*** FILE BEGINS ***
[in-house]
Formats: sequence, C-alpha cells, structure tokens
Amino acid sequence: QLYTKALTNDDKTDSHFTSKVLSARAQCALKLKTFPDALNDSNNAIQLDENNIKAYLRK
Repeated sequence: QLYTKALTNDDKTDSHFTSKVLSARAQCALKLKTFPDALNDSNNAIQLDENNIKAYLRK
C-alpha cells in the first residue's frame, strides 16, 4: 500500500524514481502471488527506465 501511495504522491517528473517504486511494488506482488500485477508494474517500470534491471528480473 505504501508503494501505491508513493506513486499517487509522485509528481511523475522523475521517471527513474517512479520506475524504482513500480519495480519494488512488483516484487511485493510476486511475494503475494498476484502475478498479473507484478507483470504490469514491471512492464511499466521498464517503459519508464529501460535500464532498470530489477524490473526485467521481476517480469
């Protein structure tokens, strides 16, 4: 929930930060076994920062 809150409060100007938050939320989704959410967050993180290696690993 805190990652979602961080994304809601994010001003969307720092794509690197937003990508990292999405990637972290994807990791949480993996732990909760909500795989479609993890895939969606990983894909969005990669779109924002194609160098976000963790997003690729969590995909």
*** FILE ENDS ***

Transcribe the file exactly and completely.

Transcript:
[in-house]
Formats: sequence, C-alpha cells, structure tokens
Amino acid sequence: QLYTKALTNDDKTDSHFTSKVLSARAQCALKLKTFPDALNDSNNAIQLDENNIKAYLRK
Repeated sequence: QLYTKALTNDDKTDSHFTSKVLSARAQCALKLKTFPDALNDSNNAIQLDENNIKAYLRK
C-alpha cells in the first residue's frame, strides 16, 4: 500500500524514481502471488527506465 501511495504522491517528473517504486511494488506482488500485477508494474517500470534491471528480473 505504501508503494501505491508513493506513486499517487509522485509528481511523475522523475521517471527513474517512479520506475524504482513500480519495480519494488512488483516484487511485493510476486511475494503475494498476484502475478498479473507484478507483470504490469514491471512492464511499466521498464517503459519508464529501460535500464532498470530489477524490473526485467521481476517480469
């Protein structure tokens, strides 16, 4: 929930930060076994920062 809150409060100007938050939320989704959410967050993180290696690993 805190990652979602961080994304809601994010001003969307720092794509690197937003990508990292999405990637972290994807990791949480993996732990909760909500795989479609993890895939969606990983894909969005990669779109924002194609160098976000963790997003690729969590995909």